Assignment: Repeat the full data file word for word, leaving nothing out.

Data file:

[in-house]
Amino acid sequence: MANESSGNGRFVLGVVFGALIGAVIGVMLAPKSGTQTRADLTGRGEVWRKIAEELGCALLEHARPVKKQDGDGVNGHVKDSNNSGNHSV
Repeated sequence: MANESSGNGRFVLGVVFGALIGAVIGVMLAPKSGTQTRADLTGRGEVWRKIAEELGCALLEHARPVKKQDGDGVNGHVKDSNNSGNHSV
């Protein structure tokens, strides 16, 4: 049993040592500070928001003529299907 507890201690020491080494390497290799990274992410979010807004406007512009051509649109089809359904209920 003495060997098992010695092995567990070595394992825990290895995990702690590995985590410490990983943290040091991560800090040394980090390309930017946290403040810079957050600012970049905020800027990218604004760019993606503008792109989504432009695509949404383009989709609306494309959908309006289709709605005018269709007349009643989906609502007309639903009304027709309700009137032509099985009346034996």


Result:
[in-house]
Amino acid sequence: MANESSGNGRFVLGVVFGALIGAVIGVMLAPKSGTQTRADLTGRGEVWRKIAEELGCALLEHARPVKKQDGDGVNGHVKDSNNSGNHSV
Repeated sequence: MANESSGNGRFVLGVVFGALIGAVIGVMLAPKSGTQTRADLTGRGEVWRKIAEELGCALLEHARPVKKQDGDGVNGHVKDSNNSGNHSV
């Protein structure tokens, strides 16, 4: 049993040592500070928001003529299907 507890201690020491080494390497290799990274992410979010807004406007512009051509649109089809359904209920 003495060997098992010695092995567990070595394992825990290895995990702690590995985590410490990983943290040091991560800090040394980090390309930017946290403040810079957050600012970049905020800027990218604004760019993606503008792109989504432009695509949404383009989709609306494309959908309006289709709605005018269709007349009643989906609502007309639903009304027709309700009137032509099985009346034996």